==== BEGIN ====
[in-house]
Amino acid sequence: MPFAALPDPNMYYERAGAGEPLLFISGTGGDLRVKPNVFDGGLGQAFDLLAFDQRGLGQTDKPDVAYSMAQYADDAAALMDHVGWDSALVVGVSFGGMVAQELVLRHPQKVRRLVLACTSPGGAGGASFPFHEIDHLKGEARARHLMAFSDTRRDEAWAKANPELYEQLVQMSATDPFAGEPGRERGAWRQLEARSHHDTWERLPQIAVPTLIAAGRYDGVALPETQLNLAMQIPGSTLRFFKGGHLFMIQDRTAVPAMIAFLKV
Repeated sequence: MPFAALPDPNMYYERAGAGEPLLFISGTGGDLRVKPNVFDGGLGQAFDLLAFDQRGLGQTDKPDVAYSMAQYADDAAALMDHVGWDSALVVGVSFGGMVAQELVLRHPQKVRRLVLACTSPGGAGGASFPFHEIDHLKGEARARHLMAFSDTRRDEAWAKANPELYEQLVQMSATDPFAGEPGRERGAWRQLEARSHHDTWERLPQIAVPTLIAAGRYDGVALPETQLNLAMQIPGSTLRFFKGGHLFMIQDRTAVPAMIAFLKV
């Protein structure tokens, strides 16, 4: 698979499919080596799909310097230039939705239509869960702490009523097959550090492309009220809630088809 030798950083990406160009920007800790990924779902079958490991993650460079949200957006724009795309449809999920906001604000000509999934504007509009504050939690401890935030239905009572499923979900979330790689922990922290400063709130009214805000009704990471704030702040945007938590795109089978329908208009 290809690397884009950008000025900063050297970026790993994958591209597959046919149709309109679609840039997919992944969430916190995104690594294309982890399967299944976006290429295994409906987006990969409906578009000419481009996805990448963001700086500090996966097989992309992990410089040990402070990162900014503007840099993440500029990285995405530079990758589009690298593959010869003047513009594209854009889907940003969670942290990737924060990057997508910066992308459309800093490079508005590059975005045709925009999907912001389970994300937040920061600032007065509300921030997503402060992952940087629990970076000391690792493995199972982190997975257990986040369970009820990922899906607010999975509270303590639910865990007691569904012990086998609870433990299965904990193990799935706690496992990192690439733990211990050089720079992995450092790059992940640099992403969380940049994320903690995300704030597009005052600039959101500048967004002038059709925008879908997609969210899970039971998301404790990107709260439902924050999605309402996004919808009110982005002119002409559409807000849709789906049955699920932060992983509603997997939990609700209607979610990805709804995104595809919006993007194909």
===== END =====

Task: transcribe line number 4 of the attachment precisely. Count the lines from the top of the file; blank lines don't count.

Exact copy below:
């Protein structure tokens, strides 16, 4: 698979499919080596799909310097230039939705239509869960702490009523097959550090492309009220809630088809 030798950083990406160009920007800790990924779902079958490991993650460079949200957006724009795309449809999920906001604000000509999934504007509009504050939690401890935030239905009572499923979900979330790689922990922290400063709130009214805000009704990471704030702040945007938590795109089978329908208009 290809690397884009950008000025900063050297970026790993994958591209597959046919149709309109679609840039997919992944969430916190995104690594294309982890399967299944976006290429295994409906987006990969409906578009000419481009996805990448963001700086500090996966097989992309992990410089040990402070990162900014503007840099993440500029990285995405530079990758589009690298593959010869003047513009594209854009889907940003969670942290990737924060990057997508910066992308459309800093490079508005590059975005045709925009999907912001389970994300937040920061600032007065509300921030997503402060992952940087629990970076000391690792493995199972982190997975257990986040369970009820990922899906607010999975509270303590639910865990007691569904012990086998609870433990299965904990193990799935706690496992990192690439733990211990050089720079992995450092790059992940640099992403969380940049994320903690995300704030597009005052600039959101500048967004002038059709925008879908997609969210899970039971998301404790990107709260439902924050999605309402996004919808009110982005002119002409559409807000849709789906049955699920932060992983509603997997939990609700209607979610990805709804995104595809919006993007194909």